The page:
At-home genetic testing is all the rage, but should you change your life based on the results?
“You have to know the past to understand the present,” Carl Sagan famously said. Makes you wonder what the astrophysicist would think about today’s obsession with knowing where we came from — not just in astrophysics terms, or finding our relatives going back a few generations, but what lurks in our personal DNA that might predict health problems in the future?
Is it a generation of fourth and fifth generation Americans searching for their lost roots? A population obsessed with certainty and the need to predict the future? The relentless technological progression that pocket-sizes everything (think Univac vs the iPhone), increasing our ability to do practically anything without getting off the living room couch?
Bypassing the Doctor
One of the biggest do-it-yourself testing draws today is Direct-to-Consumer (DTC) genetic testing, which addresses both the current fascination with family history and the desire for clear-cut information predicting future health. These tests are essentially an exercise in genomics: the study of genes, their alteration, and the likelihood that such alterations would be passed onto the next generations, theoretically predicting your disposition for hereditary or acquired diseases or conditions such as cancer or cystic fibrosis.
It’s already a big business. Industry statistics show the world’s consumer genetic testing market was worth $70 million in 2015 and surpassed $1 billion in 2019. This is expected to rise by more than 12 per cent from now until 2028. So there’s a good chance that you will have heard of at least some of the companies in this list of the most popular DTC genetic testing companies, recently ranked by PC Magazine as the “Best” of 2022:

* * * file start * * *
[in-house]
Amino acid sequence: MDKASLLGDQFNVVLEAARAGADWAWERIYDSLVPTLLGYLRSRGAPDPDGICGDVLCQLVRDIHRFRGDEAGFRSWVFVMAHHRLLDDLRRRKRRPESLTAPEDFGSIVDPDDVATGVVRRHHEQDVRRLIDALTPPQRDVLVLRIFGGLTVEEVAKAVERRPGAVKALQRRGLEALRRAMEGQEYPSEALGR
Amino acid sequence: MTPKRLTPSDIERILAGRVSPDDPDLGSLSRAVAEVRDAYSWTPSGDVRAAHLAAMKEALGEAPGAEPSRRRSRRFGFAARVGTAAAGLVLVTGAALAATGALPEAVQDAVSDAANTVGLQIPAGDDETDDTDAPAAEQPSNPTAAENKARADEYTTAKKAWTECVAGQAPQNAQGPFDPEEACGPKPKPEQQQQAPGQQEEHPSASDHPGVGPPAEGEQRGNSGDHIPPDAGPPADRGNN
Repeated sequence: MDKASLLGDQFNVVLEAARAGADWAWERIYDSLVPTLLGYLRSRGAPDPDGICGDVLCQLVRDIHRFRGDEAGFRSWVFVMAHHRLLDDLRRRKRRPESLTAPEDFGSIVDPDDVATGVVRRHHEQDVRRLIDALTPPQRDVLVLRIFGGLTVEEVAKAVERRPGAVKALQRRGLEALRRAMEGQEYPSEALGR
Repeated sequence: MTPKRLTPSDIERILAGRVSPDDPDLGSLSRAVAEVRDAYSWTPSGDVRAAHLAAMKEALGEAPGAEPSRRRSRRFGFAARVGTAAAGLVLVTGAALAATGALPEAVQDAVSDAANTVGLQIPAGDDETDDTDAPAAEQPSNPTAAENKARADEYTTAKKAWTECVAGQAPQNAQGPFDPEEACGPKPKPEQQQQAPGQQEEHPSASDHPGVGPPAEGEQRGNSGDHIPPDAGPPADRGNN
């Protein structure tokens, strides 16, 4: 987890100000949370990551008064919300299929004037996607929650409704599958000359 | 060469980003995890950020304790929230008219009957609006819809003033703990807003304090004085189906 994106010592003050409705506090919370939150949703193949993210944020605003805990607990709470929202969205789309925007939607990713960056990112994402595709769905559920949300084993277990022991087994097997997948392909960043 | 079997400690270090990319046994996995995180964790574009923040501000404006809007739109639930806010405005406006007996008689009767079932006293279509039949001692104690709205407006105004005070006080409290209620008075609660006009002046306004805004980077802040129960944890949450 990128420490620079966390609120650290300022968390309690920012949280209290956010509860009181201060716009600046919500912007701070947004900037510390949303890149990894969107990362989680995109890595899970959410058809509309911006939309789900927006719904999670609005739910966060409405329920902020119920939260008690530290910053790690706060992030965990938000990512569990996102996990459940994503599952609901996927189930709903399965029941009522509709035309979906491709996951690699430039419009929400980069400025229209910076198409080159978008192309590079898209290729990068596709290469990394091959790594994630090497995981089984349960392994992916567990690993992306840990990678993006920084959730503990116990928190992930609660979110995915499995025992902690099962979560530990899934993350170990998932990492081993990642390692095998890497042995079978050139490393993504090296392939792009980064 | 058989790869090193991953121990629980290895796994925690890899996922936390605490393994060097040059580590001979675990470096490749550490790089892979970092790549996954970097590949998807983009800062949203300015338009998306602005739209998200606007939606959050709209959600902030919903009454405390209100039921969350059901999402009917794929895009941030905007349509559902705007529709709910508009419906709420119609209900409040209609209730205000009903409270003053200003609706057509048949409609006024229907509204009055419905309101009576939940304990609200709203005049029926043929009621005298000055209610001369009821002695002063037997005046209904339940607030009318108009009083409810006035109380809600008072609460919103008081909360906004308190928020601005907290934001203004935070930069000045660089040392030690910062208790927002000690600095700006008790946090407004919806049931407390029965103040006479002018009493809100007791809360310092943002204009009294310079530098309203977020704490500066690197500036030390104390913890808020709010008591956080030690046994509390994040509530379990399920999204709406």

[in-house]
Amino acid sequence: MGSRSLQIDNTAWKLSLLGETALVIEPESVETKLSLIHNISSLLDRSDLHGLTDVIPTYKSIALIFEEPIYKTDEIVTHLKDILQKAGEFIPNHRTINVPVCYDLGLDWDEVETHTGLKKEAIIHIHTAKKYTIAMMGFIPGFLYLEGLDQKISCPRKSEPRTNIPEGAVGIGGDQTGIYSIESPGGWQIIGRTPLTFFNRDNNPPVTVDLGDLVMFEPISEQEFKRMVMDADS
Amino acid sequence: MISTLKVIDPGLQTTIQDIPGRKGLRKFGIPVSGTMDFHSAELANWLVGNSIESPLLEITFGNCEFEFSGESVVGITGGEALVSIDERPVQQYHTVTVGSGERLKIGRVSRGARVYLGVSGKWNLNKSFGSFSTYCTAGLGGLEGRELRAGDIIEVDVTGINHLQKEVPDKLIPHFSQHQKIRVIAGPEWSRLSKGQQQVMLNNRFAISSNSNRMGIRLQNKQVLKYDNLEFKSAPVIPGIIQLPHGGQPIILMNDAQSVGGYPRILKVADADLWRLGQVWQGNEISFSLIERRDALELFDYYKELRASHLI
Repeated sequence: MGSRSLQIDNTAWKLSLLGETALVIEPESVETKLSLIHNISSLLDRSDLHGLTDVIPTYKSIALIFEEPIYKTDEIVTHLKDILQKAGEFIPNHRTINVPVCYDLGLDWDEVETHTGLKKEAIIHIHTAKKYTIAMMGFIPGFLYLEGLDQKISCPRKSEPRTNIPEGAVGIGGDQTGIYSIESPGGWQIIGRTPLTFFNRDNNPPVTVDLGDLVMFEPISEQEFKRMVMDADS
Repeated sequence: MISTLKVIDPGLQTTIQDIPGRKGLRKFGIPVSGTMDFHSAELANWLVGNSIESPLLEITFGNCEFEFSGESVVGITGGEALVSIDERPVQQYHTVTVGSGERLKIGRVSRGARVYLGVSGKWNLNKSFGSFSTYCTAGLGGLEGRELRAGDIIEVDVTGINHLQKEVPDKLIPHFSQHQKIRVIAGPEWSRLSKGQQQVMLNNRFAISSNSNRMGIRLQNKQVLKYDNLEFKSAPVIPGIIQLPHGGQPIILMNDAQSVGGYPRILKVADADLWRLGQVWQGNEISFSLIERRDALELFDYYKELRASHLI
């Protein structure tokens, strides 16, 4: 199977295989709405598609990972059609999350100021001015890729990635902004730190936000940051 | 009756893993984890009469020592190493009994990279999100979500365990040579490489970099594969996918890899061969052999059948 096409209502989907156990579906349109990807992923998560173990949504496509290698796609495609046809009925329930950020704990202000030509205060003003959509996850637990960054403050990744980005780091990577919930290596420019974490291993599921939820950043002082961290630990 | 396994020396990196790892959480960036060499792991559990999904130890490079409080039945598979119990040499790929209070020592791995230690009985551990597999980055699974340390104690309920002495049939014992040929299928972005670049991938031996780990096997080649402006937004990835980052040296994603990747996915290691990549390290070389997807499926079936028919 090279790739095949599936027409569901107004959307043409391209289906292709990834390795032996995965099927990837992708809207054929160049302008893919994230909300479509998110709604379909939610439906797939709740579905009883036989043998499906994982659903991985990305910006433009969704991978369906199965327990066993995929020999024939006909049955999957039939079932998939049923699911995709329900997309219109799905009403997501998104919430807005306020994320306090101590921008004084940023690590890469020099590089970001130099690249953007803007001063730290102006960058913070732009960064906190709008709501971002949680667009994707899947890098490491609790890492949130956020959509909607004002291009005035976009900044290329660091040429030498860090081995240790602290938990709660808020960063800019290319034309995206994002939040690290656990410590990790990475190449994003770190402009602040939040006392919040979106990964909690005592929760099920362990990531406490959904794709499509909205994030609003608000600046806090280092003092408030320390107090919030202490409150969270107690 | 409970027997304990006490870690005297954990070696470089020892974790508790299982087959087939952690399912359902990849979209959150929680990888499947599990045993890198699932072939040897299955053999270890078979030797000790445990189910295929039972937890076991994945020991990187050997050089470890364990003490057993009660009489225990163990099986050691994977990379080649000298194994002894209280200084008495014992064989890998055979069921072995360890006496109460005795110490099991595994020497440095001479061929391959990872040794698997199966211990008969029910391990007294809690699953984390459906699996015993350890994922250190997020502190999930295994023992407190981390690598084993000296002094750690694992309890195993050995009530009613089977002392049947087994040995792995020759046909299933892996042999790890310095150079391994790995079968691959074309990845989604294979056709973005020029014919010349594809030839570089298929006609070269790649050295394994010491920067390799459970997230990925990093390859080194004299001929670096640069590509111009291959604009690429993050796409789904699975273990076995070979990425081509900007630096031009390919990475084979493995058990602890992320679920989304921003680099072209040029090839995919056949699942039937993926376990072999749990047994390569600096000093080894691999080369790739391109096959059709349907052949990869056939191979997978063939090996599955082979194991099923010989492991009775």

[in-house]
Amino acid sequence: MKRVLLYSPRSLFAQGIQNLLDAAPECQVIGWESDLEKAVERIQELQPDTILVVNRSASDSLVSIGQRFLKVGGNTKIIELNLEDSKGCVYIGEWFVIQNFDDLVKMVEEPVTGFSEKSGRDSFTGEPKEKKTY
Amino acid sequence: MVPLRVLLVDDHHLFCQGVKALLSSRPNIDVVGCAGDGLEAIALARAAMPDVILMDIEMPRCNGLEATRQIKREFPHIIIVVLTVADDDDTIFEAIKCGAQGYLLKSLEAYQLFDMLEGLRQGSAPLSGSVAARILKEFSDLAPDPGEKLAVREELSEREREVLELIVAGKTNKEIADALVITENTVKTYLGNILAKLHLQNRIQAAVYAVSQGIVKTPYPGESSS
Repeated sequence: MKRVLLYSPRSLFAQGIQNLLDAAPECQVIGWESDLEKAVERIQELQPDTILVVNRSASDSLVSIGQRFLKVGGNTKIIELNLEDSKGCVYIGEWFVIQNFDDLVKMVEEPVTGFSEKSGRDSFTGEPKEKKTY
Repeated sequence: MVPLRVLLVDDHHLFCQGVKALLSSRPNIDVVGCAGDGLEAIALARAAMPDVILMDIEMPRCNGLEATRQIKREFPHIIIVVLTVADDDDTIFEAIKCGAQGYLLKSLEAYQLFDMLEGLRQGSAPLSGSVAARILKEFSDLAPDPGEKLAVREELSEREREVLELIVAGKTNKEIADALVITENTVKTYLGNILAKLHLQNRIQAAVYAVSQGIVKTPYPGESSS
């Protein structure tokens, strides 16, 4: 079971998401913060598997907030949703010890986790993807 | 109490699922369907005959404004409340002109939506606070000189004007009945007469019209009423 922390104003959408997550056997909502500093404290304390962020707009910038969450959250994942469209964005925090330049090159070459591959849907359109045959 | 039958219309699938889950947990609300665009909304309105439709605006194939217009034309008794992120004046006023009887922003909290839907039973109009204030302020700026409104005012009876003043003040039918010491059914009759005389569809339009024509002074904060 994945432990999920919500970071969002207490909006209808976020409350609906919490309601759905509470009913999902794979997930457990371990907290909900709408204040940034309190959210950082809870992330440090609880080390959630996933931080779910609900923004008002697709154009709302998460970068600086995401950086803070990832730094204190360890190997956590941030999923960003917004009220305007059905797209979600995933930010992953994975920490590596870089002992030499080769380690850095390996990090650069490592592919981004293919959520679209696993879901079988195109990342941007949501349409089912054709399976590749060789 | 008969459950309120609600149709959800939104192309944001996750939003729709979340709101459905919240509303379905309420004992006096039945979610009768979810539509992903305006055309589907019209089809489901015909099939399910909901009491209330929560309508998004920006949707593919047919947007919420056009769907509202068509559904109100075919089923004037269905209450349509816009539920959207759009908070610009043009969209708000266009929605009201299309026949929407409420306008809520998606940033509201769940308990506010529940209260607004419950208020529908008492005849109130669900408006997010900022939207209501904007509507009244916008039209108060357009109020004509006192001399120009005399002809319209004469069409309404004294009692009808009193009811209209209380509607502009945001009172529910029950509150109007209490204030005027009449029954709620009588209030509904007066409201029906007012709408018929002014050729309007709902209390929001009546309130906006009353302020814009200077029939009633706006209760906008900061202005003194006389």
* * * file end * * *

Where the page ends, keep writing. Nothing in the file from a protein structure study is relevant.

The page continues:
23andMe: Best for Exploring DNA and Health Data
AncestryDNA: Best for Matching With Ancestors
Living DNA: Best for Finding Geographic Roots
HomeDNA: Best for Tracing Migration Patterns
MyHeritage DNA: Best for Building Family Trees
“Best,” and big business, but still in the minor leagues scientifically. DTC testing kits are a bit like having 120 pieces of a 20,000-piece jigsaw puzzle in place while attempting to predict an overall outcome.
What, Exactly, Is Tested?
Dr. David Chan, an oncologist in Redondo Beach, CA, writing in Quora last year explains that the relatively inexpensive DTC tests (averaging less $200 as of this writing) “are woefully incomplete because these are tests of specific genotypes (a process called microarray testing, which looks in detail at a person’s chromosomes to see what sections might present problems). You get some information but far from a complete picture.”
Gene sequencing gives a much more complete picture. Sequence tests (conducted by companies such as CancerNext or MyRisk) cost about $4,000 and can be covered by insurance and Medicare in the US.
Ancestry Health entered this field two years ago with a gene sequencing kit retailing for $179, powered by technology that claims to read parts of the genome (an organism’s complete set of DNA) that a microarray cannot, therefore claiming to offer a more complete diagnostic picture.
But DTC DNA kits are just not able yet to test the entire genome, even with more sophisticated technology. DTC tests look at only those parts that they consider having relevance to either ancestral markers or health markers.
As an example, let’s look at genetic testing for inherited breast cancer risk, with much focus on the BRCA genome, the human protein that can detect the likelihood of developing breast cancer. DTC tests look a just three BRCA genotypes out of the more than 1,000 genotypes of BRCA that link to a higher breast cancer risk; they don’t claim to test any of the other 8–10 genes with demonstrated linkage to breast cancer.